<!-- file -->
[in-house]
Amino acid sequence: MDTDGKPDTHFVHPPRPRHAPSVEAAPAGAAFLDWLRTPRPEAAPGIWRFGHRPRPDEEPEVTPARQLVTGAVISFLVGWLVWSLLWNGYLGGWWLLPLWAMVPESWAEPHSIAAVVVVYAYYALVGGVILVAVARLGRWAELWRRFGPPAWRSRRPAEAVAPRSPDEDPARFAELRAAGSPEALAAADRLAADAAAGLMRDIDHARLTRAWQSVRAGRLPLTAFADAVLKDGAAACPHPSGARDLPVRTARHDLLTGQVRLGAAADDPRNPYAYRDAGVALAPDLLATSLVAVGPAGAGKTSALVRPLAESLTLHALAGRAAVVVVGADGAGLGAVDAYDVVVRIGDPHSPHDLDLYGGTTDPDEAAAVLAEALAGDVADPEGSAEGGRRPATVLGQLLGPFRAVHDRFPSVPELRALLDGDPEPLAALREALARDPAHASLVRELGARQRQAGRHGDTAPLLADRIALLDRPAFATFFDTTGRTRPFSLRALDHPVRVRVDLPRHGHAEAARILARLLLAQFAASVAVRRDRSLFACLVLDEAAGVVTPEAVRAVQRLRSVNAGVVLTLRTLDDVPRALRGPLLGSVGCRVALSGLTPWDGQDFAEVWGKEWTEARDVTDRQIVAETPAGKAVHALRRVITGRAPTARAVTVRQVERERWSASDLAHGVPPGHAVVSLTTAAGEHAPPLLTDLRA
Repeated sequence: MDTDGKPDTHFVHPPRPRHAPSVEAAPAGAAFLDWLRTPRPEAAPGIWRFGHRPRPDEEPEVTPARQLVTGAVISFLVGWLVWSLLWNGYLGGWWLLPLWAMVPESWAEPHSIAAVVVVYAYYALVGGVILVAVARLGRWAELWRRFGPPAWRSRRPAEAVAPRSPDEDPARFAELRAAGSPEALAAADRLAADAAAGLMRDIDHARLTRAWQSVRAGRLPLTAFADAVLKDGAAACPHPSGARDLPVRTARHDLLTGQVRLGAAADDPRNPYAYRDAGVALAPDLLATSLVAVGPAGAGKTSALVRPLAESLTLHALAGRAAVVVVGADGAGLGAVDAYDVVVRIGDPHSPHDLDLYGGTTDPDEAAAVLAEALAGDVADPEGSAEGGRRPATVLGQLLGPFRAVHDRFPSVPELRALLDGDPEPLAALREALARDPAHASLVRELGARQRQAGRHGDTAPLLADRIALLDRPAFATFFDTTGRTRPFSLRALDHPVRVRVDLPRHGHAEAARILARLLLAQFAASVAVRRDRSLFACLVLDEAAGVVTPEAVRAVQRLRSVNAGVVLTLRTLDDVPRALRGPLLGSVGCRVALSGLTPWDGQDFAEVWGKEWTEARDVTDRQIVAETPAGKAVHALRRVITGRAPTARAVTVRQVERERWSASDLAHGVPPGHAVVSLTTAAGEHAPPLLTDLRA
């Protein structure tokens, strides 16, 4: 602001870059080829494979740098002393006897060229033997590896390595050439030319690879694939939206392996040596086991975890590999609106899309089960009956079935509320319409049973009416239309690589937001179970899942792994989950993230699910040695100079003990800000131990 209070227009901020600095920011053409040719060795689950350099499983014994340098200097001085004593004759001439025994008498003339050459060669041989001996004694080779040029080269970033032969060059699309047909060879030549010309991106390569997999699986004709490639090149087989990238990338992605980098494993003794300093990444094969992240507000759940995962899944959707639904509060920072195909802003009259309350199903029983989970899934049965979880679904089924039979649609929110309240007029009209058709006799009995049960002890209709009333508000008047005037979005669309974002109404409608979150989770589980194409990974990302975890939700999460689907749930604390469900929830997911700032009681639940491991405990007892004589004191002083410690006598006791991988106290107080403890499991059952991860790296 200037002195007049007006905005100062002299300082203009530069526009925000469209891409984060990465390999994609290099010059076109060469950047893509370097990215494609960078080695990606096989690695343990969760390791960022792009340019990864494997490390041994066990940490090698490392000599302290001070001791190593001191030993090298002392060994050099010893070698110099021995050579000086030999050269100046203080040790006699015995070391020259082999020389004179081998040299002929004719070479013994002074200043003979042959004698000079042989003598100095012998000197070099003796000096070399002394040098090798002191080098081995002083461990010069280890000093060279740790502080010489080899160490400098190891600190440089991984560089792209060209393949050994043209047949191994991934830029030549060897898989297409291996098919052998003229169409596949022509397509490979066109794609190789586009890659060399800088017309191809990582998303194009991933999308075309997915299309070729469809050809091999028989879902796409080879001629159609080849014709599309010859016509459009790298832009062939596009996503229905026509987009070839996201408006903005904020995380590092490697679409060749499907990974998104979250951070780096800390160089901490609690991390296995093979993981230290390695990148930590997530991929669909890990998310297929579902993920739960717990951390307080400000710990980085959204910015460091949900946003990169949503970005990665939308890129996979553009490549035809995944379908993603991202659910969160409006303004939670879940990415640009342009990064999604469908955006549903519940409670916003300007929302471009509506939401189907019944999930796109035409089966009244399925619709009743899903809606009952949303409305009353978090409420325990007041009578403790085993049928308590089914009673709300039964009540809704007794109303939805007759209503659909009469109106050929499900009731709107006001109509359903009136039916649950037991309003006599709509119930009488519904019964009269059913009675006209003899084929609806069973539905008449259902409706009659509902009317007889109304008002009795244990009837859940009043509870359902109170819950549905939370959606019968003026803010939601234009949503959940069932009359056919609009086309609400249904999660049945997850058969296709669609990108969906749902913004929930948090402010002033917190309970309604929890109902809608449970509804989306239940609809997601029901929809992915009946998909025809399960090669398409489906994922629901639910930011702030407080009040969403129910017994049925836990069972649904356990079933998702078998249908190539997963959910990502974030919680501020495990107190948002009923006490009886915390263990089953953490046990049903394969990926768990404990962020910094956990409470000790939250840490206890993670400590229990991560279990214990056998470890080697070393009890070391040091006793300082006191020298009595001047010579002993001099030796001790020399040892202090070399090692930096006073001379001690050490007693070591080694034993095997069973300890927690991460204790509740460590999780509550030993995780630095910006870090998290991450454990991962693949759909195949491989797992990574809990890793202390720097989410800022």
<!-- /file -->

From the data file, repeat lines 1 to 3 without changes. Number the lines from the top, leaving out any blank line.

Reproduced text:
[in-house]
Amino acid sequence: MDTDGKPDTHFVHPPRPRHAPSVEAAPAGAAFLDWLRTPRPEAAPGIWRFGHRPRPDEEPEVTPARQLVTGAVISFLVGWLVWSLLWNGYLGGWWLLPLWAMVPESWAEPHSIAAVVVVYAYYALVGGVILVAVARLGRWAELWRRFGPPAWRSRRPAEAVAPRSPDEDPARFAELRAAGSPEALAAADRLAADAAAGLMRDIDHARLTRAWQSVRAGRLPLTAFADAVLKDGAAACPHPSGARDLPVRTARHDLLTGQVRLGAAADDPRNPYAYRDAGVALAPDLLATSLVAVGPAGAGKTSALVRPLAESLTLHALAGRAAVVVVGADGAGLGAVDAYDVVVRIGDPHSPHDLDLYGGTTDPDEAAAVLAEALAGDVADPEGSAEGGRRPATVLGQLLGPFRAVHDRFPSVPELRALLDGDPEPLAALREALARDPAHASLVRELGARQRQAGRHGDTAPLLADRIALLDRPAFATFFDTTGRTRPFSLRALDHPVRVRVDLPRHGHAEAARILARLLLAQFAASVAVRRDRSLFACLVLDEAAGVVTPEAVRAVQRLRSVNAGVVLTLRTLDDVPRALRGPLLGSVGCRVALSGLTPWDGQDFAEVWGKEWTEARDVTDRQIVAETPAGKAVHALRRVITGRAPTARAVTVRQVERERWSASDLAHGVPPGHAVVSLTTAAGEHAPPLLTDLRA
Repeated sequence: MDTDGKPDTHFVHPPRPRHAPSVEAAPAGAAFLDWLRTPRPEAAPGIWRFGHRPRPDEEPEVTPARQLVTGAVISFLVGWLVWSLLWNGYLGGWWLLPLWAMVPESWAEPHSIAAVVVVYAYYALVGGVILVAVARLGRWAELWRRFGPPAWRSRRPAEAVAPRSPDEDPARFAELRAAGSPEALAAADRLAADAAAGLMRDIDHARLTRAWQSVRAGRLPLTAFADAVLKDGAAACPHPSGARDLPVRTARHDLLTGQVRLGAAADDPRNPYAYRDAGVALAPDLLATSLVAVGPAGAGKTSALVRPLAESLTLHALAGRAAVVVVGADGAGLGAVDAYDVVVRIGDPHSPHDLDLYGGTTDPDEAAAVLAEALAGDVADPEGSAEGGRRPATVLGQLLGPFRAVHDRFPSVPELRALLDGDPEPLAALREALARDPAHASLVRELGARQRQAGRHGDTAPLLADRIALLDRPAFATFFDTTGRTRPFSLRALDHPVRVRVDLPRHGHAEAARILARLLLAQFAASVAVRRDRSLFACLVLDEAAGVVTPEAVRAVQRLRSVNAGVVLTLRTLDDVPRALRGPLLGSVGCRVALSGLTPWDGQDFAEVWGKEWTEARDVTDRQIVAETPAGKAVHALRRVITGRAPTARAVTVRQVERERWSASDLAHGVPPGHAVVSLTTAAGEHAPPLLTDLRA